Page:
• Wed, Aug 24 2016 10:40 PM In reply to

    • LogOfWould
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    Re: Second Degree Murder

    Thanks for pointing me in the right direction. 

    In regards to Inadmissibility of character evidence, based on my reading of the Rules of Evidence in WA, rule 404 offers an exception to evidence of character as such 

    "Character Evidence Generally. Evidence of a person's

    character or a trait of character is not admissible for the
    purpose of proving action in conformity therewith on a particular
    occasion, except:
    
        (1) Character of Accused. Evidence of a pertinent trait of
    character offered by an accused, or by the prosecution to rebut the same;"
    
    
    Would testimony from the accused's past "victims", as the trial will show,
    (contd.) not serve as a strong indicator of the accused's extreme disregard to human life?

     

  • Thu, Aug 25 2016 1:04 AM In reply to

    Re: Second Degree Murder

    LogOfWould:
    Would testimony from the accused's past "victims", as the trial will show, (contd.) not serve as a strong indicator of the accused's extreme disregard to human life?

    You need to read that exception more closely. It allows for the DEFENDANT (indicated by the phrase “offered by the accused”) to offer evidence of a pertinent trait of character and, if the defendant does that, then the rule allows the prosecution to introduce evidence to rebut what the defendant has offered (in the words of the rule “to rebut same.”) There is no exception allowing the prosecution to come forward first introduce character evidence to try to paint the defendant as a generally horrible person. The reason for that rule is that the jury is to convict the defendant on evidence that he or she committed the particular crime charged and not rule against him/her for being a bad person generally.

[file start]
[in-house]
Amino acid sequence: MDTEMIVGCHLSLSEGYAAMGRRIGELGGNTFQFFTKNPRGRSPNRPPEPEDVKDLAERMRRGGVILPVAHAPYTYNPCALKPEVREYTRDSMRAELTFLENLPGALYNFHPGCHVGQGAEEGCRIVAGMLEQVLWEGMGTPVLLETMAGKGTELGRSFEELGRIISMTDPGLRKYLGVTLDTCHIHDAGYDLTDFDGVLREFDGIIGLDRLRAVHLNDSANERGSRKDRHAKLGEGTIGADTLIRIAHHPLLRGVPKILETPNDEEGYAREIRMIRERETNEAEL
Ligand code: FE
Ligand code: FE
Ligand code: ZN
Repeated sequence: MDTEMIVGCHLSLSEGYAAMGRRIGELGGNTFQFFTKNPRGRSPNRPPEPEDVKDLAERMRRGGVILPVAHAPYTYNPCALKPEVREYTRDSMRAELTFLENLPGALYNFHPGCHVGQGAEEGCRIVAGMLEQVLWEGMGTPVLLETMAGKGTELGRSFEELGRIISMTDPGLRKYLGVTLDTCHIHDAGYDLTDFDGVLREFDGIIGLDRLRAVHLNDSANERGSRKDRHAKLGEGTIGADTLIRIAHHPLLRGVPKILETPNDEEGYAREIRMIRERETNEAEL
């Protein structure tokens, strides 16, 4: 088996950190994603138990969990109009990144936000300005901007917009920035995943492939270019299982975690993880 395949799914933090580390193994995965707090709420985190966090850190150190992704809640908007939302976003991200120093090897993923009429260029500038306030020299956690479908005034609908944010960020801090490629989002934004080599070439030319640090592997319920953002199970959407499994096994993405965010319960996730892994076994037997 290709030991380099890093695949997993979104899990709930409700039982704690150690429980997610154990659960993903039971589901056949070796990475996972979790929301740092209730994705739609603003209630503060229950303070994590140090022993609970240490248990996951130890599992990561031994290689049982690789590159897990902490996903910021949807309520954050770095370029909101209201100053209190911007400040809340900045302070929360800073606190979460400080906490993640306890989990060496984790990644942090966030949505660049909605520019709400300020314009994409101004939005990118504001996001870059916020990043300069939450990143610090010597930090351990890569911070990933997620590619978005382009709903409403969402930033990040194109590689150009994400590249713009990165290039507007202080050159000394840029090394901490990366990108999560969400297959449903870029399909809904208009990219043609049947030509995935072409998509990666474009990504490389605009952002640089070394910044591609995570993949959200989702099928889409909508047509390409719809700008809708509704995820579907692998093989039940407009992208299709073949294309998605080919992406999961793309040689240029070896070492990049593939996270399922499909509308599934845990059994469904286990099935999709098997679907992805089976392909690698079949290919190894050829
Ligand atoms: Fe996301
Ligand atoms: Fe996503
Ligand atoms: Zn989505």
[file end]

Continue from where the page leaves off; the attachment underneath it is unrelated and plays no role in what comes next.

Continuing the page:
Because the prosecution only gets to introduce evidence of bad character once the defendant has opened the door by introducing evidence of good character defense attorneys generally don't offer evidence of good character if there is anything at all that the prosecution can then use to paint the defendant as a bad person. They would rather keep that bad character evidence out to avoid inflaming the jury against their client.

  • Thu, Aug 25 2016 1:21 AM In reply to

    • LogOfWould
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    Re: Second Degree Murder

    Thanks very much for that clarification. This helps me out a lot. 

  • Thu, Aug 25 2016 8:41 AM In reply to

    Re: Second Degree Murder

    LogOfWould:
    Prosecution plans to use the defendant's professional history to show that he shows consistent lack of regard for human life and posits that in the face of this accident also wants to act in his best interest and show lack of regard for the victim's life.

    The second half of this sentence doesn't make much sense ("posits that in the face of this accident"?), and it's really not clear what any of this means.

     

    LogOfWould:
    I want to know if a judge would allow the case to be tried as second degree murder

    Under Washington law (RCW 9A.32.050(1)), "[a] person is guilty of murder in the second degree when:

    (a) With intent to cause the death of another person but without premeditation, he or she causes the death of such person or of a third person; or